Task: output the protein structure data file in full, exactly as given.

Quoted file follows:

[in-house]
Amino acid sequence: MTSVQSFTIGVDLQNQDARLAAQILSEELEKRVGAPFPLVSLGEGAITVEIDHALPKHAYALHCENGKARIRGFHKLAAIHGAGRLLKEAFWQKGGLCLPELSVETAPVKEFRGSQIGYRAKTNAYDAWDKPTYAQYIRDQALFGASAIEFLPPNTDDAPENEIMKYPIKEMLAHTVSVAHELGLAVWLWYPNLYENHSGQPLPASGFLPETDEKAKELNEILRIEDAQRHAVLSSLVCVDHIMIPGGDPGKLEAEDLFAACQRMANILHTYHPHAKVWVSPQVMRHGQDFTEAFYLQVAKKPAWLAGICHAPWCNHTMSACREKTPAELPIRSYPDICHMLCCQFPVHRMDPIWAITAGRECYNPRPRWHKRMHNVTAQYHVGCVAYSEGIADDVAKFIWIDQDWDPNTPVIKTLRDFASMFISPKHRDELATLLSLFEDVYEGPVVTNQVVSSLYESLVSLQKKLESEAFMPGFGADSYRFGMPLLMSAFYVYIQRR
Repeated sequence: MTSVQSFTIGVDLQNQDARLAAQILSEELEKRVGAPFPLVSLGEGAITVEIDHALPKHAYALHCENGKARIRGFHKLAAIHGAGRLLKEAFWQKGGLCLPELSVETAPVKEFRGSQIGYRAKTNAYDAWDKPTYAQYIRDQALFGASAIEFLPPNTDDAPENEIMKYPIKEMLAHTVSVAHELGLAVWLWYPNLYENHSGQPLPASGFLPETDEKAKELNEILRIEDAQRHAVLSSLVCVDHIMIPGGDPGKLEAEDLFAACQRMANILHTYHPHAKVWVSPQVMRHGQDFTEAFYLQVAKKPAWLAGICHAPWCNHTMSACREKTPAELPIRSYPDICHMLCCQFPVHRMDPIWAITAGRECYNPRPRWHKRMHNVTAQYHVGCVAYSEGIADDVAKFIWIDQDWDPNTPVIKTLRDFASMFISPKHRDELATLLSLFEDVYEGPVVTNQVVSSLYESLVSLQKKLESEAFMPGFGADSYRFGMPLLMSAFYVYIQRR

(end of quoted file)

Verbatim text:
[in-house]
Amino acid sequence: MTSVQSFTIGVDLQNQDARLAAQILSEELEKRVGAPFPLVSLGEGAITVEIDHALPKHAYALHCENGKARIRGFHKLAAIHGAGRLLKEAFWQKGGLCLPELSVETAPVKEFRGSQIGYRAKTNAYDAWDKPTYAQYIRDQALFGASAIEFLPPNTDDAPENEIMKYPIKEMLAHTVSVAHELGLAVWLWYPNLYENHSGQPLPASGFLPETDEKAKELNEILRIEDAQRHAVLSSLVCVDHIMIPGGDPGKLEAEDLFAACQRMANILHTYHPHAKVWVSPQVMRHGQDFTEAFYLQVAKKPAWLAGICHAPWCNHTMSACREKTPAELPIRSYPDICHMLCCQFPVHRMDPIWAITAGRECYNPRPRWHKRMHNVTAQYHVGCVAYSEGIADDVAKFIWIDQDWDPNTPVIKTLRDFASMFISPKHRDELATLLSLFEDVYEGPVVTNQVVSSLYESLVSLQKKLESEAFMPGFGADSYRFGMPLLMSAFYVYIQRR
Repeated sequence: MTSVQSFTIGVDLQNQDARLAAQILSEELEKRVGAPFPLVSLGEGAITVEIDHALPKHAYALHCENGKARIRGFHKLAAIHGAGRLLKEAFWQKGGLCLPELSVETAPVKEFRGSQIGYRAKTNAYDAWDKPTYAQYIRDQALFGASAIEFLPPNTDDAPENEIMKYPIKEMLAHTVSVAHELGLAVWLWYPNLYENHSGQPLPASGFLPETDEKAKELNEILRIEDAQRHAVLSSLVCVDHIMIPGGDPGKLEAEDLFAACQRMANILHTYHPHAKVWVSPQVMRHGQDFTEAFYLQVAKKPAWLAGICHAPWCNHTMSACREKTPAELPIRSYPDICHMLCCQFPVHRMDPIWAITAGRECYNPRPRWHKRMHNVTAQYHVGCVAYSEGIADDVAKFIWIDQDWDPNTPVIKTLRDFASMFISPKHRDELATLLSLFEDVYEGPVVTNQVVSSLYESLVSLQKKLESEAFMPGFGADSYRFGMPLLMSAFYVYIQRR